Boston Marathon bomber’s death sentence overturned by appeals court

Boston Marathon bomber’s death sentence overturned by appeals court

A federal appeals court on Friday overturned the death sentence of Dzhokhar Tsarnaev, the man convicted in the 2013 Boston Marathon bombing.

The three-judge panel of the first US circuit court of appeals in Boston issued the decision more than six months after arguments were heard.

The attack on 15 April 2013 killed three people and injured more than 260.

Tsarnaev’s lawyers argued that intense media coverage made it impossible to have a fair trial in Boston. They also pointed to social media posts from two jurors suggesting they harbored strong opinions before the 2015 trial started.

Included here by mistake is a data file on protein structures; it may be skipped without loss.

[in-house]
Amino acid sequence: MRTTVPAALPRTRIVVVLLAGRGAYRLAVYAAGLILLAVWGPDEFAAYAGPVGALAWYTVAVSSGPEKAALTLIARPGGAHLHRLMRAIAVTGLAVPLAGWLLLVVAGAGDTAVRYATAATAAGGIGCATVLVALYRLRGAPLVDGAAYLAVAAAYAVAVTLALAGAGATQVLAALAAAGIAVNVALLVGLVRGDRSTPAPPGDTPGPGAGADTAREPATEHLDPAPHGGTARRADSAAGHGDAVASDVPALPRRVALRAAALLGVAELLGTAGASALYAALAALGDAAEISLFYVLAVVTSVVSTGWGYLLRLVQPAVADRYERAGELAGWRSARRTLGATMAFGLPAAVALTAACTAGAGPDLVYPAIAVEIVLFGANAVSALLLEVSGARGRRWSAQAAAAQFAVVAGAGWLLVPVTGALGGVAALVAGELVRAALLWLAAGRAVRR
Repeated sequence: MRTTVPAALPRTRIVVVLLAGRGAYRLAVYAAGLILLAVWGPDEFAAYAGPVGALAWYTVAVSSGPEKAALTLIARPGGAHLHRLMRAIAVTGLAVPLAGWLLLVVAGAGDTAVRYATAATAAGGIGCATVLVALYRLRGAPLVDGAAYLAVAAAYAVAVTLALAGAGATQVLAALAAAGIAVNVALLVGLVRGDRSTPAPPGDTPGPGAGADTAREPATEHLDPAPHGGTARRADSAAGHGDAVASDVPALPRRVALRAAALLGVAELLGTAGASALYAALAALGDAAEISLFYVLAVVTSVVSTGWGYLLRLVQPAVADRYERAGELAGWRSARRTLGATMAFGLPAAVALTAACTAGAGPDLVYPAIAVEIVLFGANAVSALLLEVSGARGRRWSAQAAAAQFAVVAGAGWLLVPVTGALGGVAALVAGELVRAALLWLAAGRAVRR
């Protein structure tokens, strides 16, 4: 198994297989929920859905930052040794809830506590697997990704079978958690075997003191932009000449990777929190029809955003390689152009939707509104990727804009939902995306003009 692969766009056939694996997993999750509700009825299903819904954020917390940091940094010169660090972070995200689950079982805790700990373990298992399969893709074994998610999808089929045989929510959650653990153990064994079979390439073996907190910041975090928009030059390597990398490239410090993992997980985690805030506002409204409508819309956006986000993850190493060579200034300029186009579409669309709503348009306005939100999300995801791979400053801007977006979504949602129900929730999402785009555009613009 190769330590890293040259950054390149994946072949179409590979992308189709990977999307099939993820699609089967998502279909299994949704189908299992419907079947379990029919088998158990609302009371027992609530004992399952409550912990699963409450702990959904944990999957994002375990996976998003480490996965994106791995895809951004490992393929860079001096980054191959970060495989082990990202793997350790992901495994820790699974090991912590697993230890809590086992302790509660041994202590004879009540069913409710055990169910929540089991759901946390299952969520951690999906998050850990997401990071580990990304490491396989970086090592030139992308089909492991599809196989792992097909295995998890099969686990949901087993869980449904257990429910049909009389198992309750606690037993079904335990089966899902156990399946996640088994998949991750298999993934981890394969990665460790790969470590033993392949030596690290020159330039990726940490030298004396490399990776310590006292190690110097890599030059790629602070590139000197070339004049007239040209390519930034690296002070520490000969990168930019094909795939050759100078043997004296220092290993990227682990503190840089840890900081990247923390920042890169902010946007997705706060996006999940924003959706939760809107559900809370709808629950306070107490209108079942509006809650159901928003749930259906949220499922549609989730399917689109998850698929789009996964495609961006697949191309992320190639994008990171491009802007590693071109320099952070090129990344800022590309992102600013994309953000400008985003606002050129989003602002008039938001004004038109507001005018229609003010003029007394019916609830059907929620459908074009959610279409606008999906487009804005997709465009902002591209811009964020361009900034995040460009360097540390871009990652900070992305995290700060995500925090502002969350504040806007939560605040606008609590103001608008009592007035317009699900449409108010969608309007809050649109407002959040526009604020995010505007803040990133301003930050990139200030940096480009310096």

In a hearing on the case in early December, appeals judges devoted a significant number of questions to the juror bias argument.

They asked why the two jurors had not been dismissed, or at least why the trial judge had not asked follow-up questions after the posts came to light on the eve of the trial.

The judges noted that the Boston court has a longstanding rule obligating such an inquiry.

Tsarnaev’s lawyers say one of the jurors, who would become the foreperson, published two dozen tweets in the wake of the bombings. One after Tsarnaev’s capture called him a “piece of garbage”.

Tsarnaev was convicted on 30 charges, including conspiracy and use of a weapon of mass destruction. He has been serving his sentence in a high-security supermax prison in Colorado.

His brother, Tamerlan Tsarnaev, was killed in a gun battle with police days after the two brothers detonated two pressure cooker bombs near the marathon finish line.